The Anti-Defamation League released the results of a recent poll that indicates anti-Semitic attitudes have decreased by 3 percent since 2011. That’s the good news. The bad news is that according to the ADL, too many people continue to harbor anti-Semitic views. But I am not sure we can really call those who hold these views anti-Semites.
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Anti-Semitism used to refer to irrational hatred of Jews and violence stemming from that hatred. For most of history, people lived in communities, towns, and cities with like-minded people of similar ethnicity. Over the last 2,000 years, the “other” in many communities was the Jew. The Jew lived among the nations of the world as a second-class citizen or worse. The classically anti-Semitic cities of Eastern Europe were made up of people who shared common ancestry and lived together for generations. The Jews were the usurpers, the invaders, the minority, the people to blame for their problems. Thus, anti-Semitism.
Other forms of bigotry are really no different. Larger groups have always used smaller groups as scapegoats and muses for their hatred. Historically, and to a lesser degree contemporarily, the Roma in Europe, Armenians in Turkey, black people in predominately white countries, Tibetans at the hands of the Chinese, Chechens in Russia, Albanians in Greece and Italy, Copts in Egypt, among many others, are minorities who are discriminated against and the subjects of hatred in their host countries.
One thing that made anti-Semitism unique was how it permeated so many different cultures and locales. This is because we were minorities in so many places throughout our long exile that more groups had an excuse or opportunity to hate us. Other groups were concentrated into smaller areas and so were their enemies.
Today we live in a diverse, multi-cultural world. Many people live in communities with all kinds of people from all ethnicities and cultures. Minorities are majorities in some places. This translates into a society where people are generally exposed to people with difference skin tones, values, religions, ideas, and preferences than themselves. By default, this makes it harder to dislike people who are different simply because almost everyone in one’s social circle is going to be somewhat different.
The United States is particularly diverse and Americans are particularly welcoming of different groups most of the time. But in places where there are insular communities, ghettos, and more uniform social circles, we are – in my opinion - likely to find higher levels of bigotry against a multitude of ethnicities – Jews and other minorities alike.
In its survey, the ADL asked questions that would elicit responses revealing whether a person was biased against Jewish people. These questions are designed to help the ADL determine how widespread Jewish stereotypes are held as truth. While the numbers are disheartening they only tell part of the story.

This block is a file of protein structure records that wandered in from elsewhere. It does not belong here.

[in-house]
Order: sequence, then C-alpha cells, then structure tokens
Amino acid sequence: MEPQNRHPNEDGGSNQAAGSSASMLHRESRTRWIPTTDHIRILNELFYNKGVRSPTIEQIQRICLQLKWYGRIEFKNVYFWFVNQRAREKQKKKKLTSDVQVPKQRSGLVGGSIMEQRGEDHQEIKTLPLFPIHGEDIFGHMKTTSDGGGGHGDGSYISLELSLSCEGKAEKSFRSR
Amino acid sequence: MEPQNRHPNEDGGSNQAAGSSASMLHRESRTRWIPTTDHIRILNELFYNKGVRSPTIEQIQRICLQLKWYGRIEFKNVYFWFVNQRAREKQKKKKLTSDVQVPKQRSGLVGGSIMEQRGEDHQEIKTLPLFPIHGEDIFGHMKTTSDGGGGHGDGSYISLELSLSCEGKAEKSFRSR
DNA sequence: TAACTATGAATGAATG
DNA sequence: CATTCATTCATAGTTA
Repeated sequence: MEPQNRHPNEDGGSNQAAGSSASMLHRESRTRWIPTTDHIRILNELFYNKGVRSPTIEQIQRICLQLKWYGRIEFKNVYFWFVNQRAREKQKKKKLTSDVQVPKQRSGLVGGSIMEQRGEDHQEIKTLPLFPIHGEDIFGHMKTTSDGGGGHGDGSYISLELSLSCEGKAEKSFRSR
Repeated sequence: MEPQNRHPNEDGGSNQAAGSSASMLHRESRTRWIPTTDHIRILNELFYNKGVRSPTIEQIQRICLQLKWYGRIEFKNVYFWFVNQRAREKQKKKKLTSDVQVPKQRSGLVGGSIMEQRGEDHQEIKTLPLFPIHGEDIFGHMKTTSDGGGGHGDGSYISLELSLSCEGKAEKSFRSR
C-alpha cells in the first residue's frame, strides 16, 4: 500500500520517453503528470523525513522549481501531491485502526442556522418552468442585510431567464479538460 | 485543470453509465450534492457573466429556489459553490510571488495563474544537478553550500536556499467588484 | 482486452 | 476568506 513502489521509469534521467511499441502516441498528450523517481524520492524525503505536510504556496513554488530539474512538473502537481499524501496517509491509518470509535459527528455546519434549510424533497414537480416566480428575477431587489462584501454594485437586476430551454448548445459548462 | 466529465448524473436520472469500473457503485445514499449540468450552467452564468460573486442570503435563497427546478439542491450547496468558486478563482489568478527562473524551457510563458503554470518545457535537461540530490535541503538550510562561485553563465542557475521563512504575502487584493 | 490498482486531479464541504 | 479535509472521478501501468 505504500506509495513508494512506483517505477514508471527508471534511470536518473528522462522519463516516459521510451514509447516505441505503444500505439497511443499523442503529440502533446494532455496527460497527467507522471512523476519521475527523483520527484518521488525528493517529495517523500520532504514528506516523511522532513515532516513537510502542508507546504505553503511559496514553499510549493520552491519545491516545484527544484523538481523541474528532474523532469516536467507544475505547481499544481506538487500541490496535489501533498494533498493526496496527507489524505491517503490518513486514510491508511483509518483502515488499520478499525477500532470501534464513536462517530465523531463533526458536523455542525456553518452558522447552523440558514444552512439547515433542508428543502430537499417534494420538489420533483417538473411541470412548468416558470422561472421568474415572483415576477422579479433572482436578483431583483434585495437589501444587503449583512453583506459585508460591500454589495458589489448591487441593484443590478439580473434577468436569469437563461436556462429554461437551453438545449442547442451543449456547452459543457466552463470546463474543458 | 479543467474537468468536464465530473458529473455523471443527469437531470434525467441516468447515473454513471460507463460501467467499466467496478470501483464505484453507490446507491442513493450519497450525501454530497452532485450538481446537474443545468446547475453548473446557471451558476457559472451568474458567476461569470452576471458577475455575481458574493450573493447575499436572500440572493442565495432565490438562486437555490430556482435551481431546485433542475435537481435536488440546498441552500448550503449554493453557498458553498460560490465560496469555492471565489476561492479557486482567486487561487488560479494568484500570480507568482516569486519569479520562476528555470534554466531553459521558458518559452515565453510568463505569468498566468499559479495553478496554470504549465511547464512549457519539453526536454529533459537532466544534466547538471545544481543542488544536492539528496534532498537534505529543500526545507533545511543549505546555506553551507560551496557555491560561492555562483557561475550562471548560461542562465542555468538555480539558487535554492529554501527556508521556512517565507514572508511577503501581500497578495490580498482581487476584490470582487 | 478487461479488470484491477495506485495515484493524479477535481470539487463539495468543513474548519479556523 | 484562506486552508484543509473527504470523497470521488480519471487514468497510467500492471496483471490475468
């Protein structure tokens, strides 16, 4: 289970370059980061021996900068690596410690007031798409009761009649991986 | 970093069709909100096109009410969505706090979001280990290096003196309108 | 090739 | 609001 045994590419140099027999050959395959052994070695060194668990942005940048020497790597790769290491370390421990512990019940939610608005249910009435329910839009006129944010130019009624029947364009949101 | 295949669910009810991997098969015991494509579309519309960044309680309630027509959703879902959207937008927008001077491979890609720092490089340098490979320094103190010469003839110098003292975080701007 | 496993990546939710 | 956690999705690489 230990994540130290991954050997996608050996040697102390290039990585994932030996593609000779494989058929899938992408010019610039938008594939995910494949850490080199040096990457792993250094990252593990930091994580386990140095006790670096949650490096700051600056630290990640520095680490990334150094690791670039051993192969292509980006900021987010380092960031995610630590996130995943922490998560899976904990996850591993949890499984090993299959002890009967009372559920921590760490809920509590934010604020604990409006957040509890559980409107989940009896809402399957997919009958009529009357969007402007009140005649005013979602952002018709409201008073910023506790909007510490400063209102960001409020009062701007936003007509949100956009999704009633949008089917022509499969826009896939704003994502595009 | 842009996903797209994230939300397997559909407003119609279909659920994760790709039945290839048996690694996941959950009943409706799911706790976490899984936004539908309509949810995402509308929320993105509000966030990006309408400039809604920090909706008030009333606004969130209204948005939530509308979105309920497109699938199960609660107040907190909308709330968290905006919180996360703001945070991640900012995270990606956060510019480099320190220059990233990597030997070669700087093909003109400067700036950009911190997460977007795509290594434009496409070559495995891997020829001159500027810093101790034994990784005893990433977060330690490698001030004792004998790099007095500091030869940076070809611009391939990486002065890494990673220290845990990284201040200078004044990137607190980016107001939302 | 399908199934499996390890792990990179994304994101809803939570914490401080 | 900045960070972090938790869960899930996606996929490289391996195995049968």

In order to determine whether the people who hold these beliefs are anti-Semites, one has to eliminate the other possibility that they might be bigots in general. If they hate Jews and they hate everyone else too it’s hardly anti-Semitism. Their bigotry is not unique toward Jewish people if they are just plain old bigots.
Jewish people need to be concerned about all forms of bigotry. But we have a vested interest in anti-Semitism. We need to ask if Jew hatred is a different kind of hatred than the hatred found across the gamut of society. Not every Jew hater is an anti-Semite. The true anti-Semite is the one who does not hate anyone but Jews. This is a very rare person indeed. And that is very good news.
As to solving the problem of bigotry in general, the solution is to create more opportunities for minorities and majorities to interact in positive ways. In some places in the world, this is still impossible. Luckily, in the United States Jewish people interact with non-Jews all the time. But we do need to make a concerted effort to put our best foot forward and show those who hate us that their bigotry is based on false assumptions and ignorance. We must make an even greater effort in places where Jewish people are more prominently anti-social like the uber-insular communities of ultra-Orthodox Jews and the places where Jewish people rarely appear. It is in those two categories of places that ignorance and stereotypes about Jews are most likely to be found. We hold the key to changing those opinions by acting in a congenial and respectful manner.
Hopefully through our efforts we can eliminate bigotry and even eradicate the exceedingly rare exclusive hater of Jews. Let’s also be careful about whom and what we call anti-Semitism.
Rabbi Eliyahu Fink, J.D., is the rabbi at the famous Pacific Jewish Center | The Shul on the Beach in Venice, CA. Connect with Rabbi Fink through Facebook, Twitter or email. He blogs at http://finkorswim.com.